Therapeutic: antifibromyalgia agents
Pharmacologic: selective norepinephrine reuptake inhibitors
Management of fibromyalgia.
Inhibits neuronal reuptake of norepinephrine and serotonin. Therapeutic Effects: Decreased pain associated with fibromyalgia.
Adverse Reactions/Side Effects
CNS: dizziness, headache, insomnia. CV: hypertension, tachycardia. GI: constipation, dry mouth, liver function abnormalities, nausea, vomiting. Derm: hot flushes, hyperhydrosis.
PHYSICAL THERAPY IMPLICATIONS
Examination and Evaluation
Assess pain using visual analogue scales and other appropriate pain scales. Document any changes in pain to help determine the effects of drug therapy in treating fibromyalgia.
Assess dizziness that might affect gait, balance, and other functional activities (See Appendix C). Report balance problems and functional limitations to the physician, and caution the patient and family/caregivers to guard against falls and trauma.
Assess blood pressure (BP) and compare to normal values (See Appendix F). Report a sustained increase in BP (hypertension).
Assess heart rate, ECG, and heart sounds, especially during exercise (See Appendices G, H). Report a rapid heart rate (tachycardia) or symptoms of other arrhythmias, including palpitations, chest discomfort, shortness of breath, fainting, and fatigue/weakness.
Implement appropriate interventions (physical agents, manual techniques, therapeutic exercise) to help manage pain and reduce the need for drug therapy.
Because of the risk of hypertension and tachycardia, use caution during aerobic exercise and other forms of therapeutic exercise. Assess exercise tolerance frequently (BP, heart rate, fatigue levels), and terminate exercise immediately if any untoward responses occur (See Appendix L).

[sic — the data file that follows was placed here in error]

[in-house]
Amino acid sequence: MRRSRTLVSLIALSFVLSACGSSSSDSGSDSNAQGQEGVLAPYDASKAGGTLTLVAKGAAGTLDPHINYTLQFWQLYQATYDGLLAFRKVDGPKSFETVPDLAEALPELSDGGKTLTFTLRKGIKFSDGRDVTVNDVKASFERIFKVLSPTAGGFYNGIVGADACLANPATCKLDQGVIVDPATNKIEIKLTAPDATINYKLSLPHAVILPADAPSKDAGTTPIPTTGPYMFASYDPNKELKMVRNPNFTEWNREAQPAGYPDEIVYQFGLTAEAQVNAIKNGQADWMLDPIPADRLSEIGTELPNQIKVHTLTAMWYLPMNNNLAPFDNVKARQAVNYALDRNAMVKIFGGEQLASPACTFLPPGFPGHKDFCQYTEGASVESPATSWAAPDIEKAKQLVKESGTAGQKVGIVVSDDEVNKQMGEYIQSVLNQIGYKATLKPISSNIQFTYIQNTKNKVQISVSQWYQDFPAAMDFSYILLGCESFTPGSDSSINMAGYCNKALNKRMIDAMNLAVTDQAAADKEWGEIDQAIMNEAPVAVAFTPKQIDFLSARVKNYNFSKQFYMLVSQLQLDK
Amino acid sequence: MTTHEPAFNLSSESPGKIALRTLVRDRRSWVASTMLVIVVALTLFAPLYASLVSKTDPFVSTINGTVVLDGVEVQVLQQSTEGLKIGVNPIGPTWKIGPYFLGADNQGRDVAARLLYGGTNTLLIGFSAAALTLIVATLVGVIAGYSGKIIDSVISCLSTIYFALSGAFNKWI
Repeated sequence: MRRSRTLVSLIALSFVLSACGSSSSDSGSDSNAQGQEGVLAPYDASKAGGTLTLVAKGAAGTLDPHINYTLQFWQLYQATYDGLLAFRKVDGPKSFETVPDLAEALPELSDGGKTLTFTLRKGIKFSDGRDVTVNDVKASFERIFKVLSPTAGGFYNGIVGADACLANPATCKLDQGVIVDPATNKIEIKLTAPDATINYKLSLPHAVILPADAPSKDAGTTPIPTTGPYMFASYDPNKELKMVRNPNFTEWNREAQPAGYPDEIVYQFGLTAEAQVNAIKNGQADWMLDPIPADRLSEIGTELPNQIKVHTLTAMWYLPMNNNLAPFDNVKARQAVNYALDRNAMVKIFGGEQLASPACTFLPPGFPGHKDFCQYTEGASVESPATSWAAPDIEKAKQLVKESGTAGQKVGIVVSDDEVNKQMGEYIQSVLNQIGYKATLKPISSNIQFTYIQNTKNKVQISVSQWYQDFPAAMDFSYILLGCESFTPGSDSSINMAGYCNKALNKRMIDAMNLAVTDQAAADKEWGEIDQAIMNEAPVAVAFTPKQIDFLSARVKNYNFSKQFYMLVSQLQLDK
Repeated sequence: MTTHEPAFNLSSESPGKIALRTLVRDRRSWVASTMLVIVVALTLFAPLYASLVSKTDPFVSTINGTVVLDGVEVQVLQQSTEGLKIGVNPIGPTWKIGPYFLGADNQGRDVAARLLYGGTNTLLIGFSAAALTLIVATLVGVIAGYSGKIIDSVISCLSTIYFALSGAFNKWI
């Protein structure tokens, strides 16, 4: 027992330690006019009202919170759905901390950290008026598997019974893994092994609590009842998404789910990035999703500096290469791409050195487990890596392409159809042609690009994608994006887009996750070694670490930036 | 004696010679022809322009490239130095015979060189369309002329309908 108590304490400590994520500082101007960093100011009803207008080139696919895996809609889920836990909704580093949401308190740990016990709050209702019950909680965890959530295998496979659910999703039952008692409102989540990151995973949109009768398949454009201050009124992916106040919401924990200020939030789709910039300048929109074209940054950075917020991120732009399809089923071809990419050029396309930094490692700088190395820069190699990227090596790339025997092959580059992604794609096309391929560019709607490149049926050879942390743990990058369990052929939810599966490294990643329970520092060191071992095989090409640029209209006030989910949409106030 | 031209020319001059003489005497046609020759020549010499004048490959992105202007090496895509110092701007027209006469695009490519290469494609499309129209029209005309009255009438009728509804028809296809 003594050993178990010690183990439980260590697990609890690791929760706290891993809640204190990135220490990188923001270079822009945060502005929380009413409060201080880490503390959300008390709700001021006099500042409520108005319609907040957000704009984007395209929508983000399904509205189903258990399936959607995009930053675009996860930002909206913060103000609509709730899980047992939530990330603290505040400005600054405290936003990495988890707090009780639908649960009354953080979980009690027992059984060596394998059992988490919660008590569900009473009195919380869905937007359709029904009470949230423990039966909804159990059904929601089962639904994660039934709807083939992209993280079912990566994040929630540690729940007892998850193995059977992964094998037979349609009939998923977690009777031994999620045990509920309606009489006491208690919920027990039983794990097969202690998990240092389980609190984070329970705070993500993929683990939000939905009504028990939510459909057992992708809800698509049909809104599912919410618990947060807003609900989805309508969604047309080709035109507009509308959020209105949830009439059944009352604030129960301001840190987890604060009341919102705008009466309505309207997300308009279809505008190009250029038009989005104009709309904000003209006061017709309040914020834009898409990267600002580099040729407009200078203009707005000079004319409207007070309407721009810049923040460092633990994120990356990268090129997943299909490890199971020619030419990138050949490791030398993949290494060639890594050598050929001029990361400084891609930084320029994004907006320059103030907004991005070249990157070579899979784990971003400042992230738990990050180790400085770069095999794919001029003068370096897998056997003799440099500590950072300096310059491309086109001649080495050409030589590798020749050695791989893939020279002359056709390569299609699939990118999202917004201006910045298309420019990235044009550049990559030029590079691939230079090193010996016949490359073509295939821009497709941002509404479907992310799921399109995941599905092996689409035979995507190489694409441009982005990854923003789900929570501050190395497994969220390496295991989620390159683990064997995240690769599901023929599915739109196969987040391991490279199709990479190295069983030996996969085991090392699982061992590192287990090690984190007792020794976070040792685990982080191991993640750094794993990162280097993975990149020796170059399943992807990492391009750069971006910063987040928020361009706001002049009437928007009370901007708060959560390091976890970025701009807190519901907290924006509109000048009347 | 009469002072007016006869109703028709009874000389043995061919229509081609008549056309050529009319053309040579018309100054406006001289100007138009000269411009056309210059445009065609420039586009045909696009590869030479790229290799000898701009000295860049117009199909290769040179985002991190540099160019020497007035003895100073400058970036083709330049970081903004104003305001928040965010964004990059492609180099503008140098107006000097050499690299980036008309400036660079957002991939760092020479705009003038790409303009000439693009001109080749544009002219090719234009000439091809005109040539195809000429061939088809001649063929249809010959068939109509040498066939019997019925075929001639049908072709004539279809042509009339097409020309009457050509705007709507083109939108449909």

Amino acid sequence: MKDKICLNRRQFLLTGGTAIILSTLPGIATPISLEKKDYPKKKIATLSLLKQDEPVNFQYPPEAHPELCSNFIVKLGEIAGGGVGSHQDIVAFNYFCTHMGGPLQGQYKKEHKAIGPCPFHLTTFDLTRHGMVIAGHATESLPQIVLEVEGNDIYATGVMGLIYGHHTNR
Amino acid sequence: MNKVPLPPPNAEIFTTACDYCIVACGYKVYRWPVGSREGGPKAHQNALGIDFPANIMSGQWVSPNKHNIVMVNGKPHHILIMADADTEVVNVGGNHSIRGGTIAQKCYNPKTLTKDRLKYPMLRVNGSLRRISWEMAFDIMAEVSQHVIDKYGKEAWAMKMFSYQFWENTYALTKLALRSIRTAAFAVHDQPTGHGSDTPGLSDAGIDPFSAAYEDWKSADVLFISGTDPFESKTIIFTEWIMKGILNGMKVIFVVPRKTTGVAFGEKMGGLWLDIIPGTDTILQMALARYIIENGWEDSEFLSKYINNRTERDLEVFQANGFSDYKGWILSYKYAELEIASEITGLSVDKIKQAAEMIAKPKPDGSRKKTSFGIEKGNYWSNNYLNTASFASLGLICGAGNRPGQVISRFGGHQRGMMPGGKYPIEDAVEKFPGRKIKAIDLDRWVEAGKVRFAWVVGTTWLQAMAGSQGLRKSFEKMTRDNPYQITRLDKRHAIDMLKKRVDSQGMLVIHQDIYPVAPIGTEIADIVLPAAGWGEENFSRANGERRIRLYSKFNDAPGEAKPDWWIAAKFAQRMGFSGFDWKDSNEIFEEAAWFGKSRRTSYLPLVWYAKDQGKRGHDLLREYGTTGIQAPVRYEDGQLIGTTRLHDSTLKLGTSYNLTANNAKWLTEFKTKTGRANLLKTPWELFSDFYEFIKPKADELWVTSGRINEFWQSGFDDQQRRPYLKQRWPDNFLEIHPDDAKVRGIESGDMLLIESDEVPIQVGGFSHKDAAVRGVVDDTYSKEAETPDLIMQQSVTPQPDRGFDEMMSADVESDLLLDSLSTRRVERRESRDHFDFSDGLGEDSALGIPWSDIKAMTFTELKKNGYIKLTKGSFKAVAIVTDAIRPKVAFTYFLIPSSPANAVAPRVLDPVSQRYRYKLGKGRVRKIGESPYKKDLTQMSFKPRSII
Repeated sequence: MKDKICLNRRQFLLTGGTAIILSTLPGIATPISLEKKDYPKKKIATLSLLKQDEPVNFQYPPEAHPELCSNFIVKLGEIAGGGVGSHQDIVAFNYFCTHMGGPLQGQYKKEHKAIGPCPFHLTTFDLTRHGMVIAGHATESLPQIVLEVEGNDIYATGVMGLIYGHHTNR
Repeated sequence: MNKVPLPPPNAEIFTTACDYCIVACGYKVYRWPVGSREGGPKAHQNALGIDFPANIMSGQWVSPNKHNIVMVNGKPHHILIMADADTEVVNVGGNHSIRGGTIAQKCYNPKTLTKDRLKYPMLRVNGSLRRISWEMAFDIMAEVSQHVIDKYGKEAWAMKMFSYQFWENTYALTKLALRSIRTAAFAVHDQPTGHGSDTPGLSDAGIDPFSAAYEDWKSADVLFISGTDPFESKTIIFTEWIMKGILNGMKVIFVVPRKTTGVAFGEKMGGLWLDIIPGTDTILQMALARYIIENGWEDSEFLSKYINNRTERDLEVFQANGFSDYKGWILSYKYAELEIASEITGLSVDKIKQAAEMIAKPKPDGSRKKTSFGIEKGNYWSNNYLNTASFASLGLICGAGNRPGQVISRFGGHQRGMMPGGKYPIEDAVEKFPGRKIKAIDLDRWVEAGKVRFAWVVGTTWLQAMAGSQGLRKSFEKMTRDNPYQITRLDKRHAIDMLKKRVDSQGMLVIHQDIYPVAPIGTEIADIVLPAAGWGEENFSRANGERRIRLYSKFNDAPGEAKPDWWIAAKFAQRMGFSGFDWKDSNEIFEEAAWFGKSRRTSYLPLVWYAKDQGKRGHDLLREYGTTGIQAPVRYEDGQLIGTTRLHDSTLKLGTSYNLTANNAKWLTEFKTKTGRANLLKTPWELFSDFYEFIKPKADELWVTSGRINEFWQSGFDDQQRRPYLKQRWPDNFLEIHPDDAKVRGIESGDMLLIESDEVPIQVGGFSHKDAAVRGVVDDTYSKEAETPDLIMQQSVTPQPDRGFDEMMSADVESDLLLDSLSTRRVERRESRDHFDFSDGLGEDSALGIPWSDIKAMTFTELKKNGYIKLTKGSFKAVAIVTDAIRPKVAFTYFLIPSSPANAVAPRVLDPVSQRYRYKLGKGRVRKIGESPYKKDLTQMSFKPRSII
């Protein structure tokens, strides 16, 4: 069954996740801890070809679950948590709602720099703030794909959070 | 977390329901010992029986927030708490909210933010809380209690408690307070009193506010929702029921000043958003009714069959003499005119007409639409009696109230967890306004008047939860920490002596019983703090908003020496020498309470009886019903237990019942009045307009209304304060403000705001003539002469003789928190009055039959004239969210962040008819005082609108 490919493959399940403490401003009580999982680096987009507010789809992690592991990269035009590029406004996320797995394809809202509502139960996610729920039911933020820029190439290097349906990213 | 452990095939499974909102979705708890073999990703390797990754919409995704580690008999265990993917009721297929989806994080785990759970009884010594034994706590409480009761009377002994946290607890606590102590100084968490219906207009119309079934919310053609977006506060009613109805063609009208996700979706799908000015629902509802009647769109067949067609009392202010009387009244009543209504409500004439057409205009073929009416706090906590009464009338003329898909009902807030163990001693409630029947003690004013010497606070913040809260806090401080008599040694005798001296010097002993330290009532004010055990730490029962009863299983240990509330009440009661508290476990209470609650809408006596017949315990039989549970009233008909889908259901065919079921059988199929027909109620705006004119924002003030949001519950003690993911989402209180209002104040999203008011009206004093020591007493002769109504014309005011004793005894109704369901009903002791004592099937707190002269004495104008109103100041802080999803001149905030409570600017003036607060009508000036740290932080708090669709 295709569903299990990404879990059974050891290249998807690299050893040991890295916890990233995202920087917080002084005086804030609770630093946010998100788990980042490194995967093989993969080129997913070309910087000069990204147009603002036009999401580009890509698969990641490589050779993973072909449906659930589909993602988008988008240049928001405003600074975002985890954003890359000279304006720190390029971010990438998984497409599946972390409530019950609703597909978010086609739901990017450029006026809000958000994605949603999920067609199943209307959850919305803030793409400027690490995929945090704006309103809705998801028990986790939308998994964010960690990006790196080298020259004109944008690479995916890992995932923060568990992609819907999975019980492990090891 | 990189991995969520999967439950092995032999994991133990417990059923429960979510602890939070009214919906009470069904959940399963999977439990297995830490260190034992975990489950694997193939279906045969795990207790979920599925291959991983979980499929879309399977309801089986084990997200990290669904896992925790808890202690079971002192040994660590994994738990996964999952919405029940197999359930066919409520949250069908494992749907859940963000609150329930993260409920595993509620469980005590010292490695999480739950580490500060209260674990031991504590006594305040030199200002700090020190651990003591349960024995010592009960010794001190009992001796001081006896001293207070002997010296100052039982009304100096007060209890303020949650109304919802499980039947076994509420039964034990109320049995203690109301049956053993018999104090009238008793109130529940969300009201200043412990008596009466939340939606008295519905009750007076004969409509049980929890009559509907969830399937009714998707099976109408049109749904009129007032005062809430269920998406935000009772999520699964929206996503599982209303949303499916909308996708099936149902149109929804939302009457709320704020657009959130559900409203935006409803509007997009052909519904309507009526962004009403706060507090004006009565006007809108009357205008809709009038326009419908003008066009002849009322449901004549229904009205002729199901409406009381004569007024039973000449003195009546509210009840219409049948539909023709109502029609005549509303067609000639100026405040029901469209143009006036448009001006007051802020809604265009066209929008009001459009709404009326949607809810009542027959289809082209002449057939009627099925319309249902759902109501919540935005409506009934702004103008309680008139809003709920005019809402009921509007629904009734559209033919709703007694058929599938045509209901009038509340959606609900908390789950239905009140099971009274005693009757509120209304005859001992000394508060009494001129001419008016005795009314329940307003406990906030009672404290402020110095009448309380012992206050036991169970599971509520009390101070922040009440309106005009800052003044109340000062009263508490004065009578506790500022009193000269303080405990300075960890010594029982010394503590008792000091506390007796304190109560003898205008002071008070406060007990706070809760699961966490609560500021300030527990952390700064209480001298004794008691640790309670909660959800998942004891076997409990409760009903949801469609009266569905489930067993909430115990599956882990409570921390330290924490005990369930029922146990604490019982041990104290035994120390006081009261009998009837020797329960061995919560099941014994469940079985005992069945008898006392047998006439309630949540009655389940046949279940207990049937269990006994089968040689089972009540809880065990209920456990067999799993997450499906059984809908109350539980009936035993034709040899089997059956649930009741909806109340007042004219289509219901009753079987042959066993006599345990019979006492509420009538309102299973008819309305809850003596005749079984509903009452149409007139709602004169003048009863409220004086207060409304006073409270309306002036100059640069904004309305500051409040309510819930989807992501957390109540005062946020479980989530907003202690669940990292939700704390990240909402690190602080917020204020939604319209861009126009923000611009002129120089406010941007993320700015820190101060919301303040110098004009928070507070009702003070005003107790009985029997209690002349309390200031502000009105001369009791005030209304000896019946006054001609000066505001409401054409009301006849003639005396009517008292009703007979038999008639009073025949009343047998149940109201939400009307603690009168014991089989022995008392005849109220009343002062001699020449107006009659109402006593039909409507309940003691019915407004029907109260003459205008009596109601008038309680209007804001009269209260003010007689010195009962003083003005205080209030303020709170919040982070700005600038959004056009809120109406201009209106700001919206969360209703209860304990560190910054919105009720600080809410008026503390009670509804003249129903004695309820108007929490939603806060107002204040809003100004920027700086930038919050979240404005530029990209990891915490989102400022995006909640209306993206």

Help patient explore other nonpharmacologic methods to reduce chronic pain such as relaxation techniques, imagery, counseling, and so forth.
Instruct patient to report other troublesome side effects such as severe or prolonged headache, sleep loss, excessive sweating, hot flashes, or GI problems (nauseas, vomiting, constipation, dry mouth).
Absorption: 85–90% absorbed following oral administration.
Metabolism and Excretion: Mostly excreted urine as unchanged drug (55%) and inactive metabolites.
Half-life: D-isomer 8–10 hr; L-isomer 4–6 hr.
Contraindicated in: Uncontrolled narrow-angle glaucoma; Concurrent use of or in close temporal proximity to MAO inhibitors; End-stage renal disease; Significant history of alcohol use/abuse; Chronic liver disease.
Use Cautiously in: History of suicide risk or attempt; History of seizures; Moderate-to-severe renal impairment; for CCr <30 mL/min reduced dose is required; Severe hepatic impairment; Obstructive uropathy (↑ risk of adverse genitourinary effects); Geri: Consider age-related decrease in ...